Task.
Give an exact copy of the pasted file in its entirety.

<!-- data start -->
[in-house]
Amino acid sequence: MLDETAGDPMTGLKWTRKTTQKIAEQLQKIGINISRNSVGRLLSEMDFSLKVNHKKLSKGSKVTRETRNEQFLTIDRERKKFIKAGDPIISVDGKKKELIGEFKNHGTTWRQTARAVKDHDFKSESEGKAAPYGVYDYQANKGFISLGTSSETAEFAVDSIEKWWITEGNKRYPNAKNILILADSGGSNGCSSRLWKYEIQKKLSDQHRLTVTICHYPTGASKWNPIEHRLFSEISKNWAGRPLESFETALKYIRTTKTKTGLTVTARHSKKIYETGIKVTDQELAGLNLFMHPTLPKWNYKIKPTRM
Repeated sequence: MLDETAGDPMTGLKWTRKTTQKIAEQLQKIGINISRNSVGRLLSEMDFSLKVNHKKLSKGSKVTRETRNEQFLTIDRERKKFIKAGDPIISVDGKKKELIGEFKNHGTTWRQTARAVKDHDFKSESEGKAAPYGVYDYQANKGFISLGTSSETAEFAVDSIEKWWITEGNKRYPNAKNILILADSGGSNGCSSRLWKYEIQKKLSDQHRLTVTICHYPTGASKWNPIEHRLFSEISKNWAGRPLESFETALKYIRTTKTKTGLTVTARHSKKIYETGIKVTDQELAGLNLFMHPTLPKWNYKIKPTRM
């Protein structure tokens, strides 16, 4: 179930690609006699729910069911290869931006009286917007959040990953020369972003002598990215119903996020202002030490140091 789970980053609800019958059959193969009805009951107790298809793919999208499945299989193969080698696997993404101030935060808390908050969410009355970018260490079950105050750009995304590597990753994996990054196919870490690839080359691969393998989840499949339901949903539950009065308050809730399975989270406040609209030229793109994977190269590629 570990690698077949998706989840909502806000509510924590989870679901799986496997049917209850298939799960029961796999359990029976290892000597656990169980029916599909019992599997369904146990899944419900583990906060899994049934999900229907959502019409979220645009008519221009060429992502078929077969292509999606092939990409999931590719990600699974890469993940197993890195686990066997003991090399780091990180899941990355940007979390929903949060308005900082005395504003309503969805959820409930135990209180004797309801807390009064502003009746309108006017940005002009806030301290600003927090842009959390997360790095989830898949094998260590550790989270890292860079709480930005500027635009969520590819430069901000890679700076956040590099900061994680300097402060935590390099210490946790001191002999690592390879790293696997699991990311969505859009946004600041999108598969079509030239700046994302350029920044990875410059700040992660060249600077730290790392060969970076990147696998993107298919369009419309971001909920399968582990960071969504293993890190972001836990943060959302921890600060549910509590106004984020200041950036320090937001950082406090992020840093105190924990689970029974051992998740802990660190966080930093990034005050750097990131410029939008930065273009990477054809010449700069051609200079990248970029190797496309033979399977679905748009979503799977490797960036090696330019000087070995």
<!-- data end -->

[in-house]
Amino acid sequence: MLDETAGDPMTGLKWTRKTTQKIAEQLQKIGINISRNSVGRLLSEMDFSLKVNHKKLSKGSKVTRETRNEQFLTIDRERKKFIKAGDPIISVDGKKKELIGEFKNHGTTWRQTARAVKDHDFKSESEGKAAPYGVYDYQANKGFISLGTSSETAEFAVDSIEKWWITEGNKRYPNAKNILILADSGGSNGCSSRLWKYEIQKKLSDQHRLTVTICHYPTGASKWNPIEHRLFSEISKNWAGRPLESFETALKYIRTTKTKTGLTVTARHSKKIYETGIKVTDQELAGLNLFMHPTLPKWNYKIKPTRM
Repeated sequence: MLDETAGDPMTGLKWTRKTTQKIAEQLQKIGINISRNSVGRLLSEMDFSLKVNHKKLSKGSKVTRETRNEQFLTIDRERKKFIKAGDPIISVDGKKKELIGEFKNHGTTWRQTARAVKDHDFKSESEGKAAPYGVYDYQANKGFISLGTSSETAEFAVDSIEKWWITEGNKRYPNAKNILILADSGGSNGCSSRLWKYEIQKKLSDQHRLTVTICHYPTGASKWNPIEHRLFSEISKNWAGRPLESFETALKYIRTTKTKTGLTVTARHSKKIYETGIKVTDQELAGLNLFMHPTLPKWNYKIKPTRM
């Protein structure tokens, strides 16, 4: 179930690609006699729910069911290869931006009286917007959040990953020369972003002598990215119903996020202002030490140091 789970980053609800019958059959193969009805009951107790298809793919999208499945299989193969080698696997993404101030935060808390908050969410009355970018260490079950105050750009995304590597990753994996990054196919870490690839080359691969393998989840499949339901949903539950009065308050809730399975989270406040609209030229793109994977190269590629 570990690698077949998706989840909502806000509510924590989870679901799986496997049917209850298939799960029961796999359990029976290892000597656990169980029916599909019992599997369904146990899944419900583990906060899994049934999900229907959502019409979220645009008519221009060429992502078929077969292509999606092939990409999931590719990600699974890469993940197993890195686990066997003991090399780091990180899941990355940007979390929903949060308005900082005395504003309503969805959820409930135990209180004797309801807390009064502003009746309108006017940005002009806030301290600003927090842009959390997360790095989830898949094998260590550790989270890292860079709480930005500027635009969520590819430069901000890679700076956040590099900061994680300097402060935590390099210490946790001191002999690592390879790293696997699991990311969505859009946004600041999108598969079509030239700046994302350029920044990875410059700040992660060249600077730290790392060969970076990147696998993107298919369009419309971001909920399968582990960071969504293993890190972001836990943060959302921890600060549910509590106004984020200041950036320090937001950082406090992020840093105190924990689970029974051992998740802990660190966080930093990034005050750097990131410029939008930065273009990477054809010449700069051609200079990248970029190797496309033979399977679905748009979503799977490797960036090696330019000087070995």